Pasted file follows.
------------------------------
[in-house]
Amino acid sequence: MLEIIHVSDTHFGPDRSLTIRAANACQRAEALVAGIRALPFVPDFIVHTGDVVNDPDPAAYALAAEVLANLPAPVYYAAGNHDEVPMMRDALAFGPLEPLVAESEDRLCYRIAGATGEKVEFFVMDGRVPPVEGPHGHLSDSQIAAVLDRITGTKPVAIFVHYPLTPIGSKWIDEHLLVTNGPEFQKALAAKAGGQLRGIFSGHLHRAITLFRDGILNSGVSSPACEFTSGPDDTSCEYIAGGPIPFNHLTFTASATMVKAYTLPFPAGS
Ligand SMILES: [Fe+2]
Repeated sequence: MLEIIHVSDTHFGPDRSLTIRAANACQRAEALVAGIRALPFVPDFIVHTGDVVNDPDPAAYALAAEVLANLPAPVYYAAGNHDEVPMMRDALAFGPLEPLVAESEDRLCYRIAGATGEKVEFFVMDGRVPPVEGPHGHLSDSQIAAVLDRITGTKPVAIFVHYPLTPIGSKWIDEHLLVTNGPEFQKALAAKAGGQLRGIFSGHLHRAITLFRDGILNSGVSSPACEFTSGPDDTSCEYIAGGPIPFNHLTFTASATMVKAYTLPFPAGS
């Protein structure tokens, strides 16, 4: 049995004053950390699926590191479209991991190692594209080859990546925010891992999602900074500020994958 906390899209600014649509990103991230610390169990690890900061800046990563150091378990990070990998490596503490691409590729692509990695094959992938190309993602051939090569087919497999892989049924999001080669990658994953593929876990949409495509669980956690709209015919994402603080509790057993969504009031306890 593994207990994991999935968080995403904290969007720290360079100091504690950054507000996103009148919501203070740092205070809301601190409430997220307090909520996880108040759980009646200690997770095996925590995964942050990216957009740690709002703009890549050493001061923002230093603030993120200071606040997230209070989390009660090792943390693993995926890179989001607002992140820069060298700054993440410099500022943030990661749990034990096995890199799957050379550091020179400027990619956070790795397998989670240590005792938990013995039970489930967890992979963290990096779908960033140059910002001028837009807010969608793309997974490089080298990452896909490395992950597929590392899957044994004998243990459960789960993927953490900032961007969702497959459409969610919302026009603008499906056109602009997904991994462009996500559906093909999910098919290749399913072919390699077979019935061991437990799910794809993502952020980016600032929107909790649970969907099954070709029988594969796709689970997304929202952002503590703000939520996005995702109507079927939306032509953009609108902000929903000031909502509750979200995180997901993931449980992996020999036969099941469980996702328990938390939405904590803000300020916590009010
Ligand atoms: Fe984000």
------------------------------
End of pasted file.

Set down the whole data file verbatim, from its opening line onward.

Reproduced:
[in-house]
Amino acid sequence: MLEIIHVSDTHFGPDRSLTIRAANACQRAEALVAGIRALPFVPDFIVHTGDVVNDPDPAAYALAAEVLANLPAPVYYAAGNHDEVPMMRDALAFGPLEPLVAESEDRLCYRIAGATGEKVEFFVMDGRVPPVEGPHGHLSDSQIAAVLDRITGTKPVAIFVHYPLTPIGSKWIDEHLLVTNGPEFQKALAAKAGGQLRGIFSGHLHRAITLFRDGILNSGVSSPACEFTSGPDDTSCEYIAGGPIPFNHLTFTASATMVKAYTLPFPAGS
Ligand SMILES: [Fe+2]
Repeated sequence: MLEIIHVSDTHFGPDRSLTIRAANACQRAEALVAGIRALPFVPDFIVHTGDVVNDPDPAAYALAAEVLANLPAPVYYAAGNHDEVPMMRDALAFGPLEPLVAESEDRLCYRIAGATGEKVEFFVMDGRVPPVEGPHGHLSDSQIAAVLDRITGTKPVAIFVHYPLTPIGSKWIDEHLLVTNGPEFQKALAAKAGGQLRGIFSGHLHRAITLFRDGILNSGVSSPACEFTSGPDDTSCEYIAGGPIPFNHLTFTASATMVKAYTLPFPAGS
């Protein structure tokens, strides 16, 4: 049995004053950390699926590191479209991991190692594209080859990546925010891992999602900074500020994958 906390899209600014649509990103991230610390169990690890900061800046990563150091378990990070990998490596503490691409590729692509990695094959992938190309993602051939090569087919497999892989049924999001080669990658994953593929876990949409495509669980956690709209015919994402603080509790057993969504009031306890 593994207990994991999935968080995403904290969007720290360079100091504690950054507000996103009148919501203070740092205070809301601190409430997220307090909520996880108040759980009646200690997770095996925590995964942050990216957009740690709002703009890549050493001061923002230093603030993120200071606040997230209070989390009660090792943390693993995926890179989001607002992140820069060298700054993440410099500022943030990661749990034990096995890199799957050379550091020179400027990619956070790795397998989670240590005792938990013995039970489930967890992979963290990096779908960033140059910002001028837009807010969608793309997974490089080298990452896909490395992950597929590392899957044994004998243990459960789960993927953490900032961007969702497959459409969610919302026009603008499906056109602009997904991994462009996500559906093909999910098919290749399913072919390699077979019935061991437990799910794809993502952020980016600032929107909790649970969907099954070709029988594969796709689970997304929202952002503590703000939520996005995702109507079927939306032509953009609108902000929903000031909502509750979200995180997901993931449980992996020999036969099941469980996702328990938390939405904590803000300020916590009010
Ligand atoms: Fe984000």